Esmark Deal is No Turkey
Esmark Inc. these days is known as the brash Chicago Heights, Illinois, metals industry consolidator that in November won control of troubled steelmaker Wheeling Pittsburgh Corp. after an eight-month takeover battle.
But if you were around Chicago and the corporate world during the 1980s, you may recall that Esmark was the meat packer, originally known as Swift & Co., that owned Butterball and other food brands such as Hunts tomato sauce, Wesson oil and Peter Pan peanut butter. It was headed by Donald Kelly, a tenacious dealmaker from Chicago’s South Side who sold Esmark to rival Beatrice Co., then helped raise $6.2 billion to buy and dismantle the empire in what was then the biggest leveraged buyout on record. Forbes magazine estimated at the time that Kelly walked away with more than $100 million.
It turns out that Kelly, who raised his family in Chicago suburban Western Springs, Illinois, was a friend of Robert Bouchard, a former Inland Steel Co. executive whose sons attended elementary school with Kelly’s sons. When Bouchard’s son James, a former executive at U.S. Steel Corp., and his brother Craig, a former bank company executive, decided to launch a company to acquire steel distributors, they asked Kelly as a courtesy if he would mind if they used the moribund Esmark name. The brothers knew Esmark, in its day, enjoyed a strong reputation, and believed the brand was still recognized and had value.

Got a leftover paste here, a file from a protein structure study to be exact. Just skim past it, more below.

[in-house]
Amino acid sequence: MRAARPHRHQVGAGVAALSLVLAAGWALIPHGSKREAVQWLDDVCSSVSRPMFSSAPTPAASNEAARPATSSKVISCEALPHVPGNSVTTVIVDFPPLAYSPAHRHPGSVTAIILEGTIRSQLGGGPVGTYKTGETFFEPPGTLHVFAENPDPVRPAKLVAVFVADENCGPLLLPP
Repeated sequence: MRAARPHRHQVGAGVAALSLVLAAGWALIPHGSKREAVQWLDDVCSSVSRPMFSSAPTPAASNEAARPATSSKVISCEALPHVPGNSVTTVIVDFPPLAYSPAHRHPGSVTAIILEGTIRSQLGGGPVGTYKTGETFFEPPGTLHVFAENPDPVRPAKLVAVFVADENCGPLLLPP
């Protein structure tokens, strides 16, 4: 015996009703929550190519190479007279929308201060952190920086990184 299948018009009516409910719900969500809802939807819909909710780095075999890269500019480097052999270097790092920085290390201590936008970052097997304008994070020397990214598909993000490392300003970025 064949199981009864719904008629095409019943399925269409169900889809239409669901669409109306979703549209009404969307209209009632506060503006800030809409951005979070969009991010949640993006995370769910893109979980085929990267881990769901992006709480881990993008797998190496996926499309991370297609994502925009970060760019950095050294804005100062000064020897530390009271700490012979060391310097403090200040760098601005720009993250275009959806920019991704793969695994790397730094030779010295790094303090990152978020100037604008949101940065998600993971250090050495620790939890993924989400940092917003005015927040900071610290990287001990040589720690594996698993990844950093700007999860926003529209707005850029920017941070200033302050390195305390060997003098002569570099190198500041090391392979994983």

“I said, ‘Certainly not,’” recalls Kelly, now 84. “‘I hope you’re as successful as we were.’” James Bouchard says the steel distributor applied to the state of Delaware for use of the legal name in 2003, and the trademark was approved last year by the U.S. Patent and Trademark Office.
Kelly says he made a small investment in the new Esmark, which will be disclosed in Securities and Exchange Commission filings as part of the company’s takeover of Wheeling Pittsburgh.
The Bouchards certainly had a chance to learn from the master. Kelly rose through the ranks of Swift and became president of the meat packer in 1973, when it was renamed Esmark. Over the next decade, he purchased more than 60 companies.
He is most remembered for a showdown with James Dutt, the imperious Beatrice CEO who outbid Kelly for control of Esmark in 1984. When Dutt was overthrown in a palace coup the following year, Kelly teamed up with leveraged buyout firm Kohlberg Kravis Roberts & Co. to take Beatrice private. The company was subsequently dismantled to pay off debt during the “Barbarians at the Gate” era of junk bond-financed takeovers.
The Bouchards aren’t swashbucklers on the same scale yet, but Wheeling Pittsburgh marks their 10th deal in the quest to build a regional steel company. Bouchard says he drew inspiration from Kelly, who delegated profit and loss responsibility to division managers while retaining responsibility for financial decisions and keeping overhead lean. “I tried to incorporate this vision into our new Esmark,” Bouchard says.
For his part, Kelly says he’s talked with the brothers, “but they’ve done it on their own.” “They were wise in their selection of targets,” he says.
With the Wheeling Pittsburgh acquisition, Bouchard expects revenues to climb to $3 billion this year from $4 million in 2003 and $625 million last year.
As for the purveyor of all things turkey, Butterball was sold to Nebraska-based ConAgra Inc. in 1990—part of the final liquidation of Beatrice food operations.
ConAgra last year sold the iconic brand to a joint venture owned 49% by Virginia’s Smithfield Foods.